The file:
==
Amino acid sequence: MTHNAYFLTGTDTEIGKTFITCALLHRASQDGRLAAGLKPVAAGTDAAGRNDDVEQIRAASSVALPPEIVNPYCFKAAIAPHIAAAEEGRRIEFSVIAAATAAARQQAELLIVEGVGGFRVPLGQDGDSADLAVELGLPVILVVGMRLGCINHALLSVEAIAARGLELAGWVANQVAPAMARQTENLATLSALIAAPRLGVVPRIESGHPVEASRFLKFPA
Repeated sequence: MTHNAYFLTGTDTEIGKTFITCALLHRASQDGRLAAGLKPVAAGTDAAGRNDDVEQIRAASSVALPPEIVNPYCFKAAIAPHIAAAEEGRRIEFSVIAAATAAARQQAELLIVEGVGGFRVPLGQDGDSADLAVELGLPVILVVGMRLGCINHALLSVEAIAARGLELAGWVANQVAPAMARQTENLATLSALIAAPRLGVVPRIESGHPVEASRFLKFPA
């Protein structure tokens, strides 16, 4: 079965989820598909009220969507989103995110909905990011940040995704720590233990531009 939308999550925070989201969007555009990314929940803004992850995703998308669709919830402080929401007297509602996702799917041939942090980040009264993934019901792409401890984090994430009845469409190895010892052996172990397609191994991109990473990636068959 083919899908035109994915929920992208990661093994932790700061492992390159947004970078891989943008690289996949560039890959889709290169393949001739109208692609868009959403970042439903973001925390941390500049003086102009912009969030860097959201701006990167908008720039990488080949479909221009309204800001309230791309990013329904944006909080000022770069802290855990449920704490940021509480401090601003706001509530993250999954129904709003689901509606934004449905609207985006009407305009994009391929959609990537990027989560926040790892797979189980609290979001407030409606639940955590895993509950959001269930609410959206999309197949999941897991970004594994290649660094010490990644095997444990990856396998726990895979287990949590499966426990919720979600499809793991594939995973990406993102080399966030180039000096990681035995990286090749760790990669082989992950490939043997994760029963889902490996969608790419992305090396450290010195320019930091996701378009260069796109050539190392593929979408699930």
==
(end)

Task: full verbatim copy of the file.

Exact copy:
Amino acid sequence: MTHNAYFLTGTDTEIGKTFITCALLHRASQDGRLAAGLKPVAAGTDAAGRNDDVEQIRAASSVALPPEIVNPYCFKAAIAPHIAAAEEGRRIEFSVIAAATAAARQQAELLIVEGVGGFRVPLGQDGDSADLAVELGLPVILVVGMRLGCINHALLSVEAIAARGLELAGWVANQVAPAMARQTENLATLSALIAAPRLGVVPRIESGHPVEASRFLKFPA
Repeated sequence: MTHNAYFLTGTDTEIGKTFITCALLHRASQDGRLAAGLKPVAAGTDAAGRNDDVEQIRAASSVALPPEIVNPYCFKAAIAPHIAAAEEGRRIEFSVIAAATAAARQQAELLIVEGVGGFRVPLGQDGDSADLAVELGLPVILVVGMRLGCINHALLSVEAIAARGLELAGWVANQVAPAMARQTENLATLSALIAAPRLGVVPRIESGHPVEASRFLKFPA
């Protein structure tokens, strides 16, 4: 079965989820598909009220969507989103995110909905990011940040995704720590233990531009 939308999550925070989201969007555009990314929940803004992850995703998308669709919830402080929401007297509602996702799917041939942090980040009264993934019901792409401890984090994430009845469409190895010892052996172990397609191994991109990473990636068959 083919899908035109994915929920992208990661093994932790700061492992390159947004970078891989943008690289996949560039890959889709290169393949001739109208692609868009959403970042439903973001925390941390500049003086102009912009969030860097959201701006990167908008720039990488080949479909221009309204800001309230791309990013329904944006909080000022770069802290855990449920704490940021509480401090601003706001509530993250999954129904709003689901509606934004449905609207985006009407305009994009391929959609990537990027989560926040790892797979189980609290979001407030409606639940955590895993509950959001269930609410959206999309197949999941897991970004594994290649660094010490990644095997444990990856396998726990895979287990949590499966426990919720979600499809793991594939995973990406993102080399966030180039000096990681035995990286090749760790990669082989992950490939043997994760029963889902490996969608790419992305090396450290010195320019930091996701378009260069796109050539190392593929979408699930």